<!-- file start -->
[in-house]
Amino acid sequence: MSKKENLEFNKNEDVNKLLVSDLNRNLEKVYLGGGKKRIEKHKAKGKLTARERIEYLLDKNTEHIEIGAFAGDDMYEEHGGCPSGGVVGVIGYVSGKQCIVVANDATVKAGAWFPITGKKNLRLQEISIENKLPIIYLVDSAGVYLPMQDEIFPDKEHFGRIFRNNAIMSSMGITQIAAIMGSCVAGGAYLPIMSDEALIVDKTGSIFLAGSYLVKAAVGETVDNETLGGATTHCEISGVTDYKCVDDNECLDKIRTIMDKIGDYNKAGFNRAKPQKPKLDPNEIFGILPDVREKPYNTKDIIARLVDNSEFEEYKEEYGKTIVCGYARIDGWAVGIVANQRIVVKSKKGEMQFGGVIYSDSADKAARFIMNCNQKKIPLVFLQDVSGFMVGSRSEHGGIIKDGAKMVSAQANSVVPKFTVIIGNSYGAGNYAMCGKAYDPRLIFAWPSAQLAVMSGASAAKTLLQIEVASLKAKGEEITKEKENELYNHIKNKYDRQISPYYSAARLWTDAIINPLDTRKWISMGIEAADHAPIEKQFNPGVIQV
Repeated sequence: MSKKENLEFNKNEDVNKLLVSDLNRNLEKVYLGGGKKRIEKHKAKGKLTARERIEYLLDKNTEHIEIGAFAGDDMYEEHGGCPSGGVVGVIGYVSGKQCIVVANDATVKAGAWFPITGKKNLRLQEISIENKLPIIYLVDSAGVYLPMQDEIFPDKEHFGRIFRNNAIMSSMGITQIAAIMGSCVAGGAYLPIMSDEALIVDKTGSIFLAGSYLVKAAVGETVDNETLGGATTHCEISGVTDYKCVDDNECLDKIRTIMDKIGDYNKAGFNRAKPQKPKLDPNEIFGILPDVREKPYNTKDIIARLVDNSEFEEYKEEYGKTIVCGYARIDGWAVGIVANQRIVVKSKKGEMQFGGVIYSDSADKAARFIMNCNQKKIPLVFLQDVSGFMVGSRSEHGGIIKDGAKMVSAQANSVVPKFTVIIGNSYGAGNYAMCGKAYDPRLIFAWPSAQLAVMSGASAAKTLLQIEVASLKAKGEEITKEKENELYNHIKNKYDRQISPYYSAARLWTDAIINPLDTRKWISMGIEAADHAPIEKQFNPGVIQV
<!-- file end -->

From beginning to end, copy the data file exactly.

[in-house]
Amino acid sequence: MSKKENLEFNKNEDVNKLLVSDLNRNLEKVYLGGGKKRIEKHKAKGKLTARERIEYLLDKNTEHIEIGAFAGDDMYEEHGGCPSGGVVGVIGYVSGKQCIVVANDATVKAGAWFPITGKKNLRLQEISIENKLPIIYLVDSAGVYLPMQDEIFPDKEHFGRIFRNNAIMSSMGITQIAAIMGSCVAGGAYLPIMSDEALIVDKTGSIFLAGSYLVKAAVGETVDNETLGGATTHCEISGVTDYKCVDDNECLDKIRTIMDKIGDYNKAGFNRAKPQKPKLDPNEIFGILPDVREKPYNTKDIIARLVDNSEFEEYKEEYGKTIVCGYARIDGWAVGIVANQRIVVKSKKGEMQFGGVIYSDSADKAARFIMNCNQKKIPLVFLQDVSGFMVGSRSEHGGIIKDGAKMVSAQANSVVPKFTVIIGNSYGAGNYAMCGKAYDPRLIFAWPSAQLAVMSGASAAKTLLQIEVASLKAKGEEITKEKENELYNHIKNKYDRQISPYYSAARLWTDAIINPLDTRKWISMGIEAADHAPIEKQFNPGVIQV
Repeated sequence: MSKKENLEFNKNEDVNKLLVSDLNRNLEKVYLGGGKKRIEKHKAKGKLTARERIEYLLDKNTEHIEIGAFAGDDMYEEHGGCPSGGVVGVIGYVSGKQCIVVANDATVKAGAWFPITGKKNLRLQEISIENKLPIIYLVDSAGVYLPMQDEIFPDKEHFGRIFRNNAIMSSMGITQIAAIMGSCVAGGAYLPIMSDEALIVDKTGSIFLAGSYLVKAAVGETVDNETLGGATTHCEISGVTDYKCVDDNECLDKIRTIMDKIGDYNKAGFNRAKPQKPKLDPNEIFGILPDVREKPYNTKDIIARLVDNSEFEEYKEEYGKTIVCGYARIDGWAVGIVANQRIVVKSKKGEMQFGGVIYSDSADKAARFIMNCNQKKIPLVFLQDVSGFMVGSRSEHGGIIKDGAKMVSAQANSVVPKFTVIIGNSYGAGNYAMCGKAYDPRLIFAWPSAQLAVMSGASAAKTLLQIEVASLKAKGEEITKEKENELYNHIKNKYDRQISPYYSAARLWTDAIINPLDTRKWISMGIEAADHAPIEKQFNPGVIQV